NEW YORK—On March 6, Tennessee Chancery Court Judge Ellen Hobbs Lyle determined that Fisk University, Nashville, should retain possession of the Alfred Stieglitz Collection, despite having “breached the conditions” under which the works were originally gifted to the school more than 50 years ago.
The historically black school, which in recent years had been open about its financial struggles, was sued by the Georgia O’Keeffe Museum, (formerly the Georgia O’Keeffe Foundation), Santa Fe, N.Mex., after Fisk made several attempts to leverage the art collection: first, by arranging to sell two important works; and, later, by drawing up an art-sharing agreement with Wal-Mart heiress Alice Walton, whose Crystal Bridges Museum of American Art is scheduled to open in Bentonville, Ark., in 2010.
Painter Georgia O’Keeffe (1887-1986) had donated the art—101 works from the collection of her deceased husband, American photographer Alfred Stieglitz (1864-1946)—to Fisk in 1949 on condition that they be kept together. Included were major pieces by Marsden Hartley (1877-1943) and O’Keeffe herself (ANL, 11/13/07, pp. 2-3).
The office of the Tennessee attorney general, which oversees charitable gifts within the state, opposed Fisk’s attempts to sell parts of the collection, and Chancellor Lyle ultimately rejected both the sharing and selling proposals as well.
Fisk sought to dismiss the O’Keeffe museum’s claim that the collection should be returned, but Lyle ruled that the action could proceed.
Rx for ‘Relief’
The ruling in favor of Fisk unequivocally states, “The Court decides that Fisk has breached the conditions but that the circumstances do not yet justify removing the Collection from Fisk.”
Nonetheless, the decision contains some clear-cut caveats: “The Court imposes a permanent, mandatory injunction that prevents Fisk from selling the Collection [and] sets a deadline for Fisk to remove the Collection from storage and return it to display.”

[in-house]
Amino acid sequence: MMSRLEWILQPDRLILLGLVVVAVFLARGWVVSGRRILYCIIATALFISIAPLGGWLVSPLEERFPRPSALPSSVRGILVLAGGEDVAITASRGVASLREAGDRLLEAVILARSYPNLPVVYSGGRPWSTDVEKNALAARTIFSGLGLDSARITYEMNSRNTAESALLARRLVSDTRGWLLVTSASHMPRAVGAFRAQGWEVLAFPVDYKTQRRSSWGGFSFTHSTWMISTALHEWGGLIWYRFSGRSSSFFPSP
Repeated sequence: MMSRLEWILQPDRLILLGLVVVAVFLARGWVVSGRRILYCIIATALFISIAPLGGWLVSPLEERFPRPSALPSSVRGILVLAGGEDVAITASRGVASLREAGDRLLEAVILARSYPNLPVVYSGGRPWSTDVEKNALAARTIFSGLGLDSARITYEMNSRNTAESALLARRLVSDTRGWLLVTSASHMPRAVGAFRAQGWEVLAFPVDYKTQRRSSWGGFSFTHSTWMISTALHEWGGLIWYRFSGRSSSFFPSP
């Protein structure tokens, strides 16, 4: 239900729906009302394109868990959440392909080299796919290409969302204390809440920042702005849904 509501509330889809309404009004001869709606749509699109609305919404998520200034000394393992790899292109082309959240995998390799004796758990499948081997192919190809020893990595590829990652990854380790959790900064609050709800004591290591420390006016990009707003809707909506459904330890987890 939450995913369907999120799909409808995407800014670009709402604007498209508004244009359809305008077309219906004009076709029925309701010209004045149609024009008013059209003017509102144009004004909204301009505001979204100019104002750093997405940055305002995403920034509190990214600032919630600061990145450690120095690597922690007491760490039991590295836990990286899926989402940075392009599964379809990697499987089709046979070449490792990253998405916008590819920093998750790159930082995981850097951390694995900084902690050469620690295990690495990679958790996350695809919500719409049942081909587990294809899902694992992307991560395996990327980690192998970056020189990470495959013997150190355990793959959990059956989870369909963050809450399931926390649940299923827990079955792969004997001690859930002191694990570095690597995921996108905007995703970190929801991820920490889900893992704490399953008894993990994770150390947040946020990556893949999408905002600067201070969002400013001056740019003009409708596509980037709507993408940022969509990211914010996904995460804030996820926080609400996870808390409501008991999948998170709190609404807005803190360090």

However, if the university fails to comply with the newly established regulations, a further finding of contempt is “punishable by fines, payment of damages and attorney fees and forfeiture of the Collection.”
The decision notes that “the law does not favor forfeiture. That remedy is reserved for the most severe conduct.” The chancellor further says that the collection serves a broader “public interest” in terms of study and viewing opportunities for students, residents and visitors.
On a positive note, evidence at trial established that Fisk’s financial decline had been “temporarily reversed” by a $1 million grant from the Andrew W. Mellon Foundation, and another $600,000 in donations.
Fisk did not respond to requests for comment on the ruling. Tennessee attorney general Robert Cooper commented, “We are pleased that Chancellor [Lyle] has ruled that Fisk University can keep the Stieglitz Collection and has recognized the public’s interest in this unique cultural resource. We are confident that Fisk can meet the requirements that the Court has set.”
O’Keeffe museum president Saul Cohen told ARTnewsletter, “We are delighted with the Court’s ruling. The Chancellor’s opinion helps reinforce the principle that when a gift is made to a museum with conditions that are accepted by the recipient, those conditions cannot be ignored just because the recipient decides it would rather have money.”